Last year when my life went all haywire (more on that here), a friend sent me a book that I have since dubbed Getting-Over-It-For-Dummies by Sarah Knight.*
In that book, Knight discusses how much time we all spend (*waste*) making the same well-intentioned but personally-destructive decisions over and over again, even when we know we get no pleasure out of them. Basically, we say yes way too often. Examples:
- You go get a latte with your co-worker every morning even though you don't really enjoy the conversation or the coffee.
- I invite all my long-distance friends to visit any time, all the time, even though having visitors stresses me the f*ck out.
On top of that, there are times that we do make the right-for-us decision and manage to say no, but then we spend a lot of time/energy feeling bad about it (or being told we should feel bad about it) after. Examples:
- I always say no when my friend invites me to his open mic gigs, but I also always feel bad that I'm not showing up to support him.
- You never donate to your family members' Kickstarter campaigns to fund their pets/vacations/pets' vacations, but then your mom calls to nag you about it.
What Knight is getting at here is that saying no to people is often really, really hard, even if we're doing for the right reasons. To combat this, she offers a fairly straightforward tool for how to stop putting yourself in these situations:
In a nutshell, a personal policy is a way to make decision once, stick to it indefinitely, and divorce it from all of that messy emotional baggage of ~*feeling bad about it*~.
How do you make personal policies? Well, it's pretty straightforward:
- Come up with a list of things you immediately or always-after-the-fact wish you had said no to every single time you say yes to them.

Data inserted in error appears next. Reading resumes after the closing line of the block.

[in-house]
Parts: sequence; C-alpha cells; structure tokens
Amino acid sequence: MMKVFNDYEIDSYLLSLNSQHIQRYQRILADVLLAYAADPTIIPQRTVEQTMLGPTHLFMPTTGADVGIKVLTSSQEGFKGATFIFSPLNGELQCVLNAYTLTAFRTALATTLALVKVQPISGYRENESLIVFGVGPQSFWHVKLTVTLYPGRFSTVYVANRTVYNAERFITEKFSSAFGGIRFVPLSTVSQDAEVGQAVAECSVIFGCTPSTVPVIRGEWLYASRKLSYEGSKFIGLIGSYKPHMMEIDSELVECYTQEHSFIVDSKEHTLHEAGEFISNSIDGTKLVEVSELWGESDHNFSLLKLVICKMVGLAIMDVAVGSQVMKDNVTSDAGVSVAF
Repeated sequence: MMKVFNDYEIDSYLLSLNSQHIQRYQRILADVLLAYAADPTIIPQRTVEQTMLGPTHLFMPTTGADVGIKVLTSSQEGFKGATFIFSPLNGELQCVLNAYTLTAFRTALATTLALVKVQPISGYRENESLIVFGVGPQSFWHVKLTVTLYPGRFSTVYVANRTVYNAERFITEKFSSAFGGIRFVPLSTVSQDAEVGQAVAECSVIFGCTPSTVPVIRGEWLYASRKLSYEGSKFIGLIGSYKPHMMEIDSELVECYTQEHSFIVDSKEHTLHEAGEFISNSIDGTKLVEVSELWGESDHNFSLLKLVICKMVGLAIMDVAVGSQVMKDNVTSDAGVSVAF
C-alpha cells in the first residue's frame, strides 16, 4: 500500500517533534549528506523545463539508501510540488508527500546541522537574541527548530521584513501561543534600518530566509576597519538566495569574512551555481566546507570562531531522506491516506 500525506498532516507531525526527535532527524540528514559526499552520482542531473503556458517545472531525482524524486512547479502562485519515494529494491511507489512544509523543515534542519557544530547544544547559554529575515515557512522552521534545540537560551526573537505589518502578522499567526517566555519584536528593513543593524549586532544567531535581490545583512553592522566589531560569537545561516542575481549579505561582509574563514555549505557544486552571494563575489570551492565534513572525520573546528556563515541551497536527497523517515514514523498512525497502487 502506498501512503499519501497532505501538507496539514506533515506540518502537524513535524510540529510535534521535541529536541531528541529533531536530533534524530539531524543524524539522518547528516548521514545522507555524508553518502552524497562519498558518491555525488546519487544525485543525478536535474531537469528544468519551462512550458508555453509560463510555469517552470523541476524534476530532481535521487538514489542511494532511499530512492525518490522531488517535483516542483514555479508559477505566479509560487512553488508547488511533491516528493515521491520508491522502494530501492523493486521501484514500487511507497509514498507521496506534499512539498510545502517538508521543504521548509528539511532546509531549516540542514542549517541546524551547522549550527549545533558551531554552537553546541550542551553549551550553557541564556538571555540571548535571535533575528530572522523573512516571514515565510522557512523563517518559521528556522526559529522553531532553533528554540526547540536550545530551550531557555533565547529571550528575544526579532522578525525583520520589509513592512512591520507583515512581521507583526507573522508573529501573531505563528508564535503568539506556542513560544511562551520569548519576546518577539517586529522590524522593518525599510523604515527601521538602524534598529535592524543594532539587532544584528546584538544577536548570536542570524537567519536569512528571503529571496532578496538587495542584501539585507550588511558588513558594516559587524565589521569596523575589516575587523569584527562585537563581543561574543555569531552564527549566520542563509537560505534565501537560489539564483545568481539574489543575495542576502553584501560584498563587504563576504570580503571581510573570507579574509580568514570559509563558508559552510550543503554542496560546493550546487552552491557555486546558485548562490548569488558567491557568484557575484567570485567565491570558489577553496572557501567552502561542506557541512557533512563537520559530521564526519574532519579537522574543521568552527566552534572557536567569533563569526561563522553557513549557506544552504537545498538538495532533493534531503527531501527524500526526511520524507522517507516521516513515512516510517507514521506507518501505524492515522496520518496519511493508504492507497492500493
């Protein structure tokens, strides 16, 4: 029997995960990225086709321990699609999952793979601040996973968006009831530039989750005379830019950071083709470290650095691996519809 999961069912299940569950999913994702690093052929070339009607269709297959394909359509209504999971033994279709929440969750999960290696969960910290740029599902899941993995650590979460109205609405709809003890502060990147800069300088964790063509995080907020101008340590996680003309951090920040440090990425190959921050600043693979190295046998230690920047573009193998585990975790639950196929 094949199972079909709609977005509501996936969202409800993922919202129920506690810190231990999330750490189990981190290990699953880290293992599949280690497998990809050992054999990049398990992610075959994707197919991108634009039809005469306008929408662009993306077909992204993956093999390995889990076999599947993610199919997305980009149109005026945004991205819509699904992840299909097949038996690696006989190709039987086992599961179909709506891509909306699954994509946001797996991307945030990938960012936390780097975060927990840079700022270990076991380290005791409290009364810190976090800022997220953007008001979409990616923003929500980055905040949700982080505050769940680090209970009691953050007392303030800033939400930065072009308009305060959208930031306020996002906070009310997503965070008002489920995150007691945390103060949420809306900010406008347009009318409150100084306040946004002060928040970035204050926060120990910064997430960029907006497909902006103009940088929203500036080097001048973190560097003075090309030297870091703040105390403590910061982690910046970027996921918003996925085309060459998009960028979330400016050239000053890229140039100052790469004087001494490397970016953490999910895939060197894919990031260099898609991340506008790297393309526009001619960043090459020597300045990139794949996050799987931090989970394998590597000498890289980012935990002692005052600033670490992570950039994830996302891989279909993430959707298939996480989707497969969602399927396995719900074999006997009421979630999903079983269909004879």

- Rewrite that list, starting each item with "I have a personal policy against _____________."
Seems too simple, right? Let's try an example:
Every time I agree to schedule a meeting at 8am, even though I normally don't go into the office until 9am, my whole day is a disaster.
Personal policy against meetings before 9am.
Now, I know everyone isn't lucky enough to make decisions like that in their jobs, so here's a personal life example:
Every time you catch up with your bff from college she suggests happy hour at a fancy cocktail bar with $2 off drinks, but you end up spending $60 in two hours and wrecking your budget.
Personal policy against happy hours...
Personal policy against happy hours that don't offer at least 50% off prices...
Personal policy against cocktails that cost more than $10.
The exact personal policy you develop is flexible, what's important is that you use personal policies to set boundaries that (a) eliminate anxiety and (b) help you move toward your goals and happiness in life.
So now that you've got the hang of it, here are a few ideas for things to develop personal policies around:
- 6am cycling classes.
- When you talk to your parents.
- When you respond to work emails.
- Buying co-workers kids' popcorn/cookies/magazine subscriptions.
- Monday night happy hour.
- Potluck dinners.
- Brunch before 10am.
- G-rated movies.
- Buying wedding gifts that cost more than X amount of money.
- Talking work/politics/Game of Thrones on Facebook/Instagram/Slack.
The trick for using personal policies is to develop them in advance and to always say that they're personal policies when you use them, for example "No, thank you. I have a personal policy against ______."
As soon as you say, "No, thank you. I don't like _______," you've lost the battle, because that person is going to want to understand why you don't like the thing they've just asked of you and try to change your mind. For some reason, not liking things brings you under some kind of messy moral judgment that creates more anxiety than you started with. But personal policies incite respect for boundary-setting and strength.
If I could attribute the bulk of my decrease in stress and anxiety last year to one thing, it would be personal policies. At first they can feel selfish, but in the end they are so, so liberating. Declaring your personal policies is simply announcing your boundaries and establishing them in the world. And people appreciate when you tell them what you need and how much you can handle.
So give it a try and let me know how it goes, loves. I'll have Personal Policies 201 up soon.